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FAQ: Syringe Feeding


Staff member
Syringe Feeding - Not Something to be Undertaken Without Consulting a Vet
By Jane & Christabel, Feb 2008

Syringe feeding an anorexic rabbit should only be undertaken as a *supportive* measure and *never* forced. It should also only be under-taken after your rabbit has been examined by a vet to determine the cause of the anorexia. There are several conditions where syringe-feeding is contraindicated. For example if your rabbit’s stomach is distended (bloat), syringe feeds should not be given, because if the stomach cannot empty, putting more food into it will just make the bun more unwell. If the caecum (hind-gut fermentation vessel) is full of dried ingesta (food), then syringe-feeding will not help, as the guts will just be too full: giving fluids would be much more helpful in this situation.

If you find that your rabbit has stopped eating it is always helpful if you have some idea when he/she last ate and whether he/she has passed the ‘normal’ amount of faeces. As a ‘First Aid’ treatment should you find your rabbit has stopped eating giving *fluids* is going to be more helpful until your bun has been examined by a vet. So syringing cooled boiled water is OK (10ml/kg/hour). This will help rehydrate the gut contents.

Once your rabbit has been assessed by a vet and if supportive feeds are prescribed then wrapping bun up securely in a towel will help him/her feel safe. It is better to use a small syringe (1ml) as you have better control of the amount going into bun. Insert the syringe into the side of the rabbit’s mouth and very slowly dispense the feed horizontally across the rabbit’s mouth: do not squirt the feed backwards towards the back of the rabbit’s throat as this may cause bun to aspirate (breathe in) the feed, which would cause bun to choke.

There are several things you can do to ensure that you are prepared for an episode of anorexia:
1. Be sure you know the normal food intake of your rabbit, so that you can tell whether it has decreased.
2. Make sure you know the normal faecal (poo) output of your rabbit: it can help to ‘store’ one day’s poo in a box so that you have something to refer back to if you’re not sure of the normal size or amount.
3. Regularly monitor your rabbit’s weight so that you can tell if it changes.
4. Get a one or two ml syringe from your vet: you never know when you may need it! Also getting some Critical Care (Oxbow) or similar to enable syringe feeding, can avoid time wasting at a critical moment.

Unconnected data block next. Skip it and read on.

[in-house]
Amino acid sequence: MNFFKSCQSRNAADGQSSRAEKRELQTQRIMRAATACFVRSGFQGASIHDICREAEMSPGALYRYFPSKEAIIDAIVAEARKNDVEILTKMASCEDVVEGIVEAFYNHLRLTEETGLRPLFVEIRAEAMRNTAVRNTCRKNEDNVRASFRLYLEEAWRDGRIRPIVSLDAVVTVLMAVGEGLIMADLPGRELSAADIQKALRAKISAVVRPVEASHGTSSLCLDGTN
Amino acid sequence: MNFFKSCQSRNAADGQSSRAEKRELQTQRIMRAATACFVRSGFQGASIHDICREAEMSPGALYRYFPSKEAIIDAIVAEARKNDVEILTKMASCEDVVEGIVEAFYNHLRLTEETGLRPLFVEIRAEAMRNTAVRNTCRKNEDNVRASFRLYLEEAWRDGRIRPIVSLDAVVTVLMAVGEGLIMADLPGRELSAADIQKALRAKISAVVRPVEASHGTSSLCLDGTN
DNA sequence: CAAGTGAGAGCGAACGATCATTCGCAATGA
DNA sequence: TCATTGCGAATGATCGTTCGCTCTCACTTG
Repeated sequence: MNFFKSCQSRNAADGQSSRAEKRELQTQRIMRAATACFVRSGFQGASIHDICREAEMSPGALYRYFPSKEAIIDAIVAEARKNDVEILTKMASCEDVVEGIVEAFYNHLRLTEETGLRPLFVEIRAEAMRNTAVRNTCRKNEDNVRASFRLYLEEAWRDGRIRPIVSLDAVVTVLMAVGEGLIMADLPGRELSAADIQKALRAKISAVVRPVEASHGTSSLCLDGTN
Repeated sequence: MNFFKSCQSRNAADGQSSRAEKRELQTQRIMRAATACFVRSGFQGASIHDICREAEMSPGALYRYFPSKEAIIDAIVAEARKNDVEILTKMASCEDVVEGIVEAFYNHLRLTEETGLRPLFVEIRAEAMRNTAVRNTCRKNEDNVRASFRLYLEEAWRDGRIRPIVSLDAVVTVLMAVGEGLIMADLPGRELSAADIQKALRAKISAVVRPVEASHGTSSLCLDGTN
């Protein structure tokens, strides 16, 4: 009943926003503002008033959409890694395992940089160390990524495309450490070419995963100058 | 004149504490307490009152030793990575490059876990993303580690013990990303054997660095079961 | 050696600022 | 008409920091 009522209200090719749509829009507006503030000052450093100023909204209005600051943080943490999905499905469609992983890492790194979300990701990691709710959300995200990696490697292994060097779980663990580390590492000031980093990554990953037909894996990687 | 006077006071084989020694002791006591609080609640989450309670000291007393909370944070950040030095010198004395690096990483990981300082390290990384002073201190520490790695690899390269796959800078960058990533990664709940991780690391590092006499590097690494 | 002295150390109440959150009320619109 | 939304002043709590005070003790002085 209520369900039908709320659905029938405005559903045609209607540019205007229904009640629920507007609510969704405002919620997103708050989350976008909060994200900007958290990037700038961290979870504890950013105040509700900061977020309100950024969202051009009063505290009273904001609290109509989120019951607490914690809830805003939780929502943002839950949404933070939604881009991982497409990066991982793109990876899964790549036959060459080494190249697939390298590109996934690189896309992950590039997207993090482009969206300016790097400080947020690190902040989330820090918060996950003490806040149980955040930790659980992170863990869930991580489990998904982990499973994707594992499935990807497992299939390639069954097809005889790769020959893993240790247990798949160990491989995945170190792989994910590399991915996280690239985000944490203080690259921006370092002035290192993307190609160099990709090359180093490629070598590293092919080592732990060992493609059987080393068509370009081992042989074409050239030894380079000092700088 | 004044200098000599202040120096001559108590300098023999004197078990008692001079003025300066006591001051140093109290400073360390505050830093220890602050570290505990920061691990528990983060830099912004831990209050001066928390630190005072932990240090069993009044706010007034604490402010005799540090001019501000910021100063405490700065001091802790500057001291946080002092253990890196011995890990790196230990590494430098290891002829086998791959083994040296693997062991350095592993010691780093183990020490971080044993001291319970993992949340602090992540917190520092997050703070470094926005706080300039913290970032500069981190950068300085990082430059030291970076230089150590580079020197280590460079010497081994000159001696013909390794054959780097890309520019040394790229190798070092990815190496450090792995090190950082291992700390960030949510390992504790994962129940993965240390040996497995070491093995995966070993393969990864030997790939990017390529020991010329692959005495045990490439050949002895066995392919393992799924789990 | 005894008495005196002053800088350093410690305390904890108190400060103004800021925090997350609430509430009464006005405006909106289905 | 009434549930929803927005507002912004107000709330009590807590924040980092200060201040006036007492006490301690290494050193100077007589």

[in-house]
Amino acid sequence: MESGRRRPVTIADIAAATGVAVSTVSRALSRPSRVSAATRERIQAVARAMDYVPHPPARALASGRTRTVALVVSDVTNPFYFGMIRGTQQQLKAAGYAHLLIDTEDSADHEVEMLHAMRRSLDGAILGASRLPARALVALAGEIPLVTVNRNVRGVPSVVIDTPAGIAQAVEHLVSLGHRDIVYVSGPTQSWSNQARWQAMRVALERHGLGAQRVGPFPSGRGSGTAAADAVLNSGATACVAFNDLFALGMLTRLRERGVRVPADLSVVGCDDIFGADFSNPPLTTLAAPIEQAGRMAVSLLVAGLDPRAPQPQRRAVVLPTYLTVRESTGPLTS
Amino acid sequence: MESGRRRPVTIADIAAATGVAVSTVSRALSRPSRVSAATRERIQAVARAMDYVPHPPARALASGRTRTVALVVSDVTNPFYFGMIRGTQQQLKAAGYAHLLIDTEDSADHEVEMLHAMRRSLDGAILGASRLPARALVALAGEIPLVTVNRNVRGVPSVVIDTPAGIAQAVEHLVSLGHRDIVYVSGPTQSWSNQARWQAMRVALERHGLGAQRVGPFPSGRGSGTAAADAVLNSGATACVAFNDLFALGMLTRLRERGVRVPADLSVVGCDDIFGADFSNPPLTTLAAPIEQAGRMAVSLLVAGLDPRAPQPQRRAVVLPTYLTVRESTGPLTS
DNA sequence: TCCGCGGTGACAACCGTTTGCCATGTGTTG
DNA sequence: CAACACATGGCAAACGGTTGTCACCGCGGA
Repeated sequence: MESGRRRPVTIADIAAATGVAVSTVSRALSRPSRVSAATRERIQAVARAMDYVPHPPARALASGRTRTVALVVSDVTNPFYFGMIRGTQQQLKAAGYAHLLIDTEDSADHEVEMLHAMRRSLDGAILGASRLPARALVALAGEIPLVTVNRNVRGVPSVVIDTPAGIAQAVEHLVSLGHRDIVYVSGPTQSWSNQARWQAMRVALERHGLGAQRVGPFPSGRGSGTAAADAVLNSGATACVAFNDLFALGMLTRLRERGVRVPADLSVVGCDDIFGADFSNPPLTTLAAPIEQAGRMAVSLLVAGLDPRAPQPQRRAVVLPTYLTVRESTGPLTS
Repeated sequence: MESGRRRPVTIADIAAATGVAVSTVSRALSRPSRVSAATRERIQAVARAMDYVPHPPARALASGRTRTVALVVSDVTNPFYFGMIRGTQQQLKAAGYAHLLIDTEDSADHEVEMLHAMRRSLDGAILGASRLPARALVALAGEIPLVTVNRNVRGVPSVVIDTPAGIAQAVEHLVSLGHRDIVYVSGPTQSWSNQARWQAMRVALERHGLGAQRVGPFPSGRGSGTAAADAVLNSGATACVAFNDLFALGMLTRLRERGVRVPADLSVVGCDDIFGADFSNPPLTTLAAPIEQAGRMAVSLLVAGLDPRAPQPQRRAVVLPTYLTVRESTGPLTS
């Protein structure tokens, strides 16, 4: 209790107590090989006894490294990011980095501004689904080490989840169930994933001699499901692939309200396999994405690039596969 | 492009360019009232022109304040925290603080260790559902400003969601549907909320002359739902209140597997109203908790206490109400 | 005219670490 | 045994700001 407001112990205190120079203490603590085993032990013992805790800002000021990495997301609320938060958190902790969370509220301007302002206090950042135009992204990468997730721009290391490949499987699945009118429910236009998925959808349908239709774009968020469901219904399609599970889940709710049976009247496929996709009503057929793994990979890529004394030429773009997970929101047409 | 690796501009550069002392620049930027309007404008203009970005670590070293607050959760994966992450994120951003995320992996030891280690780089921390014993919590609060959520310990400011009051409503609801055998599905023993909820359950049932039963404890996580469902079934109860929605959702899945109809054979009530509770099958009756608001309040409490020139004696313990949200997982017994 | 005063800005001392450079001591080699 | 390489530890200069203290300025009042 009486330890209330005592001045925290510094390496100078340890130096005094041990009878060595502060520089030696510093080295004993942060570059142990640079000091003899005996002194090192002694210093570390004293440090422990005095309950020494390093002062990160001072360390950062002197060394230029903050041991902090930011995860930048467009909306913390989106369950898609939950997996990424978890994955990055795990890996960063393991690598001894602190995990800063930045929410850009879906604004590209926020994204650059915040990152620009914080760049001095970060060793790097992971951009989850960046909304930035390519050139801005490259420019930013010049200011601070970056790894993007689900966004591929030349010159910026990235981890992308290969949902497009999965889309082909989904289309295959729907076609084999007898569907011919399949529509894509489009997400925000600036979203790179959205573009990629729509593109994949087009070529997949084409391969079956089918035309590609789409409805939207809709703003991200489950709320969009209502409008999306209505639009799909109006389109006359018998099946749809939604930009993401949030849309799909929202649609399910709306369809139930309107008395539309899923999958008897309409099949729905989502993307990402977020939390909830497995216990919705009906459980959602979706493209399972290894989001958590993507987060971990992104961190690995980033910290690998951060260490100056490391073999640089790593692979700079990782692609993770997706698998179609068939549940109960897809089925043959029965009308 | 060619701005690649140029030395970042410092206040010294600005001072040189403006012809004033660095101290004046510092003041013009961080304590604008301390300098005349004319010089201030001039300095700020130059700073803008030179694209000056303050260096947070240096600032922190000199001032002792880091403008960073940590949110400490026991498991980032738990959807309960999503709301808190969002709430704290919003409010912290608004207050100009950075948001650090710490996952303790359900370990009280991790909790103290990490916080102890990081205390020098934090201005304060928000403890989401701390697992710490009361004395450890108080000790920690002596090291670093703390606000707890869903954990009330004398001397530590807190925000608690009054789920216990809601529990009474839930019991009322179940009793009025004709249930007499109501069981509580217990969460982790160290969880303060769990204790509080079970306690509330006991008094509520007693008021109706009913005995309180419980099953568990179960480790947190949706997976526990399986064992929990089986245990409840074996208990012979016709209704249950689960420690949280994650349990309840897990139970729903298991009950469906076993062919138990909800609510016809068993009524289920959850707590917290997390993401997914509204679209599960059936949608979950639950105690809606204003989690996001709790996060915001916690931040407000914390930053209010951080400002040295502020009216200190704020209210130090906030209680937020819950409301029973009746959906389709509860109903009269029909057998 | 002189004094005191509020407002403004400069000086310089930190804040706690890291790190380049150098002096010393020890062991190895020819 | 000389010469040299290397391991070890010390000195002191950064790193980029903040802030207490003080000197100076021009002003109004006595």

Just remember these basic facts about syringe feeding bunnies:
1. Always get your rabbit checked by a vet and only syringe feed if they suggest it: some conditions can be made worse by syringe feeding.
2. Syringe feeding can be a stressful procedure for some rabbits. Wrapping your rabbit in a towel can help to make bun feel secure and make syringe feeding easier: DO NOT turn bun on his/her back as this may prevent them from swallowing properly, and may increase the chances of inhaling the food.
3. NEVER force a feed into your rabbit: syringe feeding will only work if your rabbit will swallow the food.
4. Using a 1 or 2ml syringe, access the mouth from the side and gently suppress the plunger of the syringe to avoid too much feed going in at once. (It can help to widen the hole of the syringe by sticking the prong of a fork into it – this will help to stop the lumpy bits getting stuck in the hole.) If the food is difficult to suck up into the syringe, just add a bit more water.
5. Always feed little and often – no more than 5ml at a time in a small bun and 10ml in a big bun. Feeding every 1-2 hours is generally recommended to ensure constant throughput.

Anorexia is always a symptom of another condition: the most common conditions are overgrown teeth and gut stasis, so it is imperative to get your rabbit checked by the vet before embarking on syringe feeding. Having said that, syringe feeds can be a valuable part of the nursing care of a sick rabbit: they can often get a rabbit through an illness. Always seek veterinary ASAP if your rabbit stops eating.
I always find it hard syringe feeding using an actual syringe. As an alternative, an eye dropper with the end cut off works well and is less prone to blockages.